Statistical Characterization of Airplane Delays
12 April 2021
The phenomenon of delays in flight arrivals, in the aviation industry, has been an active field of research for a long time.
In recent work, a research team, led by Professor Christian Beck, Professor of Applied Mathematics at School of Mathematical Sciences, Queen Mary University of London, studied the statistical distributions characterizing such delays for the top five UK airports, including London Heathrow and London Gatwick, by analyzing airport arrivals data they collected between 2018 and 2020.
In particular, they revealed highly non-standard distributions, quantitatively described by superstatistics. An interesting result revealed in the study is that positive delays have a probability density that decays with a power law, whereas negative delays (early arrivals) have a probability density that decays exponentially.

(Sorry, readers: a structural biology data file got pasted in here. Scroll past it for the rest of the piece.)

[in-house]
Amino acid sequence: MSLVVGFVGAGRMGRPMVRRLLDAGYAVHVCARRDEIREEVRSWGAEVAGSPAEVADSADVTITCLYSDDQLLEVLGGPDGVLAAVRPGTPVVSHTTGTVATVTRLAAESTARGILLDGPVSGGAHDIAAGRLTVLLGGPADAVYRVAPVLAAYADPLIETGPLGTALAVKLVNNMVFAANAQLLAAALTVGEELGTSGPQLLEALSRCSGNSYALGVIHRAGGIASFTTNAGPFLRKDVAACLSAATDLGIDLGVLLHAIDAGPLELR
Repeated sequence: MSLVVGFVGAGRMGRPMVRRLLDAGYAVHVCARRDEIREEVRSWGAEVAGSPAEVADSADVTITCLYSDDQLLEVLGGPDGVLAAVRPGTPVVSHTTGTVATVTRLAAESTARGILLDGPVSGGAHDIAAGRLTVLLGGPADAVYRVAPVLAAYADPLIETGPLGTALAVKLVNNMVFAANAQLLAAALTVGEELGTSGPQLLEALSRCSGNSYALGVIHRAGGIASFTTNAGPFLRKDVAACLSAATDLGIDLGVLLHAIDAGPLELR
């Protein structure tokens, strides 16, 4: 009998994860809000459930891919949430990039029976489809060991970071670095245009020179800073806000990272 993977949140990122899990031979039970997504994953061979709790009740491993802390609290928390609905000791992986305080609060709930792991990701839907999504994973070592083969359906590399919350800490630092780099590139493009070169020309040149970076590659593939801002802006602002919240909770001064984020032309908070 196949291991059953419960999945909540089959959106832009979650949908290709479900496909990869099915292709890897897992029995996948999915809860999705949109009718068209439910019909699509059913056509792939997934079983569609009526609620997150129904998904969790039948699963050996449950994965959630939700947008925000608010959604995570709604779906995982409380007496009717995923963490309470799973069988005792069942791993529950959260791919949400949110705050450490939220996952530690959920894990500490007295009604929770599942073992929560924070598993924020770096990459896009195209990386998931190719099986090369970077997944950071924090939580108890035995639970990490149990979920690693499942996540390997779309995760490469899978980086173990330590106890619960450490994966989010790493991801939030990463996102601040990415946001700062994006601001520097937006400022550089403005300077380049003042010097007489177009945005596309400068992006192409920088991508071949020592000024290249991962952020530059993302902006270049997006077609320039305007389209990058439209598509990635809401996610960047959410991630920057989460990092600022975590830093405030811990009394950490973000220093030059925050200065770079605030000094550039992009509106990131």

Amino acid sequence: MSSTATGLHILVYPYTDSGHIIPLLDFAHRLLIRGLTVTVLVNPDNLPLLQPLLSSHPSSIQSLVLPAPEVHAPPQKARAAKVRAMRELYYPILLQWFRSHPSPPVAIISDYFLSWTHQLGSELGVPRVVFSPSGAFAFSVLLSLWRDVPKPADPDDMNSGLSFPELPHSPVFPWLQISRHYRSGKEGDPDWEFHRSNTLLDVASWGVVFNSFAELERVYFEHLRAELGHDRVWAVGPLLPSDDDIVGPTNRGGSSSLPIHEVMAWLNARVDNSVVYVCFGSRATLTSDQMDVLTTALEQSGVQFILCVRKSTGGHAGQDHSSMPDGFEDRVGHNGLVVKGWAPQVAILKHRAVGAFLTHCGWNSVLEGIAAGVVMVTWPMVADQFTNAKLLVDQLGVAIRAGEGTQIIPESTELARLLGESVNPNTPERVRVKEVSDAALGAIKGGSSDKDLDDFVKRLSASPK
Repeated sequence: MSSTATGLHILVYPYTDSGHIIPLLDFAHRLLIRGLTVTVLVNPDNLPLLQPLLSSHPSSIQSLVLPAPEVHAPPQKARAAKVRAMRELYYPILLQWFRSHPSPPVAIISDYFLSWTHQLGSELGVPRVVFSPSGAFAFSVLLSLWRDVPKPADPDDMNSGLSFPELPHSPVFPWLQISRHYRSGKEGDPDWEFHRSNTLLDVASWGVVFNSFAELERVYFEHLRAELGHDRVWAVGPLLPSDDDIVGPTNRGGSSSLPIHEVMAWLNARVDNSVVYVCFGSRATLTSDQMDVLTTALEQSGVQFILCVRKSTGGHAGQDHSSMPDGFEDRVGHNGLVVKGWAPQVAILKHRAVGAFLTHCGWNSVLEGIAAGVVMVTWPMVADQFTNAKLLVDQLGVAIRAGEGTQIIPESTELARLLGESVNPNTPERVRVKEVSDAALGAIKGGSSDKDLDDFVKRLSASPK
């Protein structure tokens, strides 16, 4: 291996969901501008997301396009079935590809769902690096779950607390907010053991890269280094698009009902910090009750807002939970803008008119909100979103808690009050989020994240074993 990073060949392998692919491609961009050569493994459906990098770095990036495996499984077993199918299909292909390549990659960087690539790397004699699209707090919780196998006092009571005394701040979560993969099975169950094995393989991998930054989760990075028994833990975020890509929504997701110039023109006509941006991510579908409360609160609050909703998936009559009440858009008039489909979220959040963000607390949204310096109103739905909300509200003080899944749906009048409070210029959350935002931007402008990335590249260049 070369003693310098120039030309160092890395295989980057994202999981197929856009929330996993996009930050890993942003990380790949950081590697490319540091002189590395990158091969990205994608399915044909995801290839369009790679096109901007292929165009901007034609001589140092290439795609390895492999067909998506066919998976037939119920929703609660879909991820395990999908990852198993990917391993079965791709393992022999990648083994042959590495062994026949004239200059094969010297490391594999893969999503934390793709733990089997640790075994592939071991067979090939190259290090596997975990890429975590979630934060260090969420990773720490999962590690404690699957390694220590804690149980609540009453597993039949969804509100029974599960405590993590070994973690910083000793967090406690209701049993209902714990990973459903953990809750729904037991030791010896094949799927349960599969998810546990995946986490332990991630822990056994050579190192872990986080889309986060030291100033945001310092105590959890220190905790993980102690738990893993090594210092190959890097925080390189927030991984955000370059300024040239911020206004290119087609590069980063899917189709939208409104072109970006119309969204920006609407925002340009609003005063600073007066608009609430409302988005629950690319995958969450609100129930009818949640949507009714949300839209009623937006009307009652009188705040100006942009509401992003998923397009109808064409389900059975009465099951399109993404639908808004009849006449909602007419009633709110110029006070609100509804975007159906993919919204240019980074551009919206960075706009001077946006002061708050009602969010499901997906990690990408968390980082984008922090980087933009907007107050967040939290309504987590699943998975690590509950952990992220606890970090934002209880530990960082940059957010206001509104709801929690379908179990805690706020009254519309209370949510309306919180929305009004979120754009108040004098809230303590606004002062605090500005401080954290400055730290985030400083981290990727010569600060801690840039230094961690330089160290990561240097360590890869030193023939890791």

Furthermore, their research shows a similar qualitative statistical behaviour for all airports in question, which they manage to accurately characterize using a framework of statistical indices introduced in their work.
The study (DOI 10.1038/s41598-021-87279-8) is now published in Scientific Reports .
Updated by: Michal Filus